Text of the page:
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On Monday, Fox aired its mid-series premiere of the J.J. Abrams-produced television series, “Alcatraz.” The show is the latest Abrams creation that attempts to balance the genres of character-driven serialized drama and crime procedural. This seems to be the unattainable combination of loyal fans and good ratings that networks and show-runners are looking for today. “Alcatraz” doesn’t appear to be this thrilling combination.
The show proposes that in 1963 everyone on the San Francisco island prison of Alcatraz mysteriously disappeared. The criminals slowly show up in the present day to continue their crime sprees, but they haven’t aged a bit.
After finding the fingerprints of a presumed dead Alcatraz prisoner at a crime scene, Detective Rebecca Madsen (played by newcomer Sarah Jones) finds herself mixed up with a secret organization devoted to finding these criminals, capturing them and discovering what happened at Alcatraz. To help track down the prisoner, Rebecca enlists the expertise of comic book writer and Alcatraz expert, Diego ‘Doc’ Soto (“Lost’s” Jorge Garcia). The enigmatic Emerson Hauser (played by the brilliant Sam Neill) leads the secret organization and investigation into the mystery at Alcatraz and is not particularly happy to have a meddling police detective and socially awkward comic book geek at his side. The three form an unusual team.
Though the show is naturally inclined for success, it does not fully achieve its potential. The premise is unbelievably smart and unique and the cast consists of revered characters and actors (Garcia’s Hurley from “Lost” and Sam Neill). But ultimately, television fans should expect more from admired writer/producer J.J. Abrams.
“Alcatraz,” though similar in tone and style to Abrams’ other successes, lacks important elements essential to stand above today’s TV clutter. The most obvious problem with “Alcatraz” is its characters. Television, more than film, is a form of storytelling very reliant on the complex evolution of characters. However, the characters on “Alcatraz” completely lack chemistry and personal depth. This is especially true with Rebecca and Diego, the show’s two main leads. The attempt to pair a tough, determined police detective with a goofy, yet brilliant comic book geek is not particularly original (see ABC’s “Castle”), nor is it very successful (once again, “Castle”). Diego spews comedic relief in the form of pop culture references and aversion to violence, something that feels heavily repeated by the end of the two hours. Rebecca seems equally one-dimensional, focused solely on catching the escaped convicts and locking them up.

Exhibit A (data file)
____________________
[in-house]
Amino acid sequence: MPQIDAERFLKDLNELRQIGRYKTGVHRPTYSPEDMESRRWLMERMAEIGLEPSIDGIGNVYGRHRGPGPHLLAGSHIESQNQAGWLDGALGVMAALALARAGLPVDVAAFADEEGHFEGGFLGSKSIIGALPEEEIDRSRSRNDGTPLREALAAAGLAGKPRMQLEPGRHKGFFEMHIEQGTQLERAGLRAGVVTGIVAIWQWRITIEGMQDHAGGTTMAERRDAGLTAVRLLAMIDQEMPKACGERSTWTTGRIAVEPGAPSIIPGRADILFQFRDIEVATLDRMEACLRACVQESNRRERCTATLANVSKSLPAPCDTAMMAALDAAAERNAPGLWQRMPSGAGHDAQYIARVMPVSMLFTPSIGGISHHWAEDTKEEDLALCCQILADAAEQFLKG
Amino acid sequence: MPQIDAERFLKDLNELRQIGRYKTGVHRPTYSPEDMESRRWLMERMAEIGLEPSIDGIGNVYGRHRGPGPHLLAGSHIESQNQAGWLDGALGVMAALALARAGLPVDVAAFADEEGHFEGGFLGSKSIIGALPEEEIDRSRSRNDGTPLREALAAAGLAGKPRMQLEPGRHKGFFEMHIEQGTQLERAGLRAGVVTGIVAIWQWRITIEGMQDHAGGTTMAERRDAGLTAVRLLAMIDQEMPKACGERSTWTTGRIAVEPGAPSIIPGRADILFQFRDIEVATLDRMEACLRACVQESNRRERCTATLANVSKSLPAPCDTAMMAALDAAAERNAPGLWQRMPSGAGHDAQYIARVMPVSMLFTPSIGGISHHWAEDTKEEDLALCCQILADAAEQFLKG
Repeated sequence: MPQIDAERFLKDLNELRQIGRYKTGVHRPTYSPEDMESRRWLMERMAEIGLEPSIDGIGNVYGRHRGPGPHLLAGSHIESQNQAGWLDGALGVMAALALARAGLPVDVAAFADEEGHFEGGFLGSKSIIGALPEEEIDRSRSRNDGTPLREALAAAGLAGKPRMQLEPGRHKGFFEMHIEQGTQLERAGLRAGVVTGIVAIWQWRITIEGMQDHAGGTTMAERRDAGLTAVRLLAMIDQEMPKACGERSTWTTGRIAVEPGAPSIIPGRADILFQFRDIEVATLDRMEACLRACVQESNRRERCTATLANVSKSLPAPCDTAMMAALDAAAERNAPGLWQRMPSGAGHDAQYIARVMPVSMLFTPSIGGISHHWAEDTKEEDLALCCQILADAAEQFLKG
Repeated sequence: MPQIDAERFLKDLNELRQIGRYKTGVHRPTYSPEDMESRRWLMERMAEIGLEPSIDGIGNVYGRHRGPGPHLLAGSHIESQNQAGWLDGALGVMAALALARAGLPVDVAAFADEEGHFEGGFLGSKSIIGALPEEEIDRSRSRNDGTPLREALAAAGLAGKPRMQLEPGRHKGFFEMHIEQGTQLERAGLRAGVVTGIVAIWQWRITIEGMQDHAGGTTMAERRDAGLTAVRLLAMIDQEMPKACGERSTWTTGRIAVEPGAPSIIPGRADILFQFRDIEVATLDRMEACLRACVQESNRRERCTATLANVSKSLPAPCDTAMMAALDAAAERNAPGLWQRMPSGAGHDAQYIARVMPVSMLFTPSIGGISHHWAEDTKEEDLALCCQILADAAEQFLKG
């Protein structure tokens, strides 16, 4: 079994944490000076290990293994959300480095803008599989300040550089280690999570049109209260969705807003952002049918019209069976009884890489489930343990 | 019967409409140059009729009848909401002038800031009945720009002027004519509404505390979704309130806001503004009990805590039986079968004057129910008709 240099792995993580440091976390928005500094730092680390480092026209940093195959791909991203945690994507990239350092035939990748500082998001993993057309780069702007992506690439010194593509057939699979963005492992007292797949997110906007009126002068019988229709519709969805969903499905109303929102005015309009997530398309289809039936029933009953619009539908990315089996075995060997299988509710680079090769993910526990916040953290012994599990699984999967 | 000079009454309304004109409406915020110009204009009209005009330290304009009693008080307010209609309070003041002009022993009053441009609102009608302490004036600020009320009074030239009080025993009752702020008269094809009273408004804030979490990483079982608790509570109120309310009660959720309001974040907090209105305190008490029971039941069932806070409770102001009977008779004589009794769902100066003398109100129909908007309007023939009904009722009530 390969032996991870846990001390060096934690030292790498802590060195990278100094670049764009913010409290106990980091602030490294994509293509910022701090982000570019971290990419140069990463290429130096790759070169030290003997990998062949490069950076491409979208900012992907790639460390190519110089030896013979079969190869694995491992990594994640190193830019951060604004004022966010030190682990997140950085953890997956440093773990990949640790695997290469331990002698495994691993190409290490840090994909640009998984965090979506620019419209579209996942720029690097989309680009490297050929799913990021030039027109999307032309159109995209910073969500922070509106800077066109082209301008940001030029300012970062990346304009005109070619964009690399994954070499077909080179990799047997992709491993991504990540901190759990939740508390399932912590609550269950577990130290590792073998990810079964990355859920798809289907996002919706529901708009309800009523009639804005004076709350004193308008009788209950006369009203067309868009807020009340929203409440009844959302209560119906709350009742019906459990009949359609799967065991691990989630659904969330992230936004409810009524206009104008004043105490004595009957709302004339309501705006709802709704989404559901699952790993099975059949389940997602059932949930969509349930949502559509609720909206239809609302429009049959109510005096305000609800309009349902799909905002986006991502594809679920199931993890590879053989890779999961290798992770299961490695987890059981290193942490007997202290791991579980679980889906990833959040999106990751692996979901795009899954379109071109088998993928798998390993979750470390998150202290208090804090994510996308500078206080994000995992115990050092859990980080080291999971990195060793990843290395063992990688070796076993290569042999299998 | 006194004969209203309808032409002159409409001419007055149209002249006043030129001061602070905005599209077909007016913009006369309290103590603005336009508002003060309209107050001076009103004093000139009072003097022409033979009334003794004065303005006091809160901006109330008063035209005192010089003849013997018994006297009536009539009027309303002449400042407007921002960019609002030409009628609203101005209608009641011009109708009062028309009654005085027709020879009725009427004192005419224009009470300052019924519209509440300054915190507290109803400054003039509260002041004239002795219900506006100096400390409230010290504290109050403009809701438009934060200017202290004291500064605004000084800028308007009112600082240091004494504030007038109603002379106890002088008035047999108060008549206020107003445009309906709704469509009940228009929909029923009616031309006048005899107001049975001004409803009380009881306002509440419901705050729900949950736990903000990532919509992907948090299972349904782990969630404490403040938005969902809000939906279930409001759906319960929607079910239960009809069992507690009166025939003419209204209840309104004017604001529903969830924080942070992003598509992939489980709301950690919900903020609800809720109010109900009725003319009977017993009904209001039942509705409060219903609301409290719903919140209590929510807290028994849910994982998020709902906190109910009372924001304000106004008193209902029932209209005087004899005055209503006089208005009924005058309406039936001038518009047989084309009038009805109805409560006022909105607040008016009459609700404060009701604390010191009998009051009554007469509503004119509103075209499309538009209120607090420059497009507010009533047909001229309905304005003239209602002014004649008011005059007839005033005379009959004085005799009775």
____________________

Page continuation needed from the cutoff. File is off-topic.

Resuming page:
Abrams has no excuse for such lazy character construction, as many good examples of television magic can be found in his wildly addictive ensemble drama “Lost” and the emotional, supernatural procedural “Fringe.” Both shows are fan-favorites due, in large part, to their complicated, endearing and relatable characters.
The mystery story also falls flat in the show’s introduction. Unlike “Lost,” which hooked viewers in the first 10 minutes, “Alcatraz” gets a slow start.
The show does reveal some intriguing plot points however: the fact that Rebecca’s grandfather was not an Alcatraz guard, but a prisoner, and how Emerson and his partner were suspiciously present on the island in the 1960s.
“Alcatraz” did not lock me in from the first episode, or even from the first second. However, I am too devoted to J.J. Abrams to give up on the show just yet.
Who knows, maybe in the next episode Rebecca and Diego will suddenly be multi-dimensional and the anti-aging, time-traveling island mystery will unravel at an interesting pace!
A girl can dream.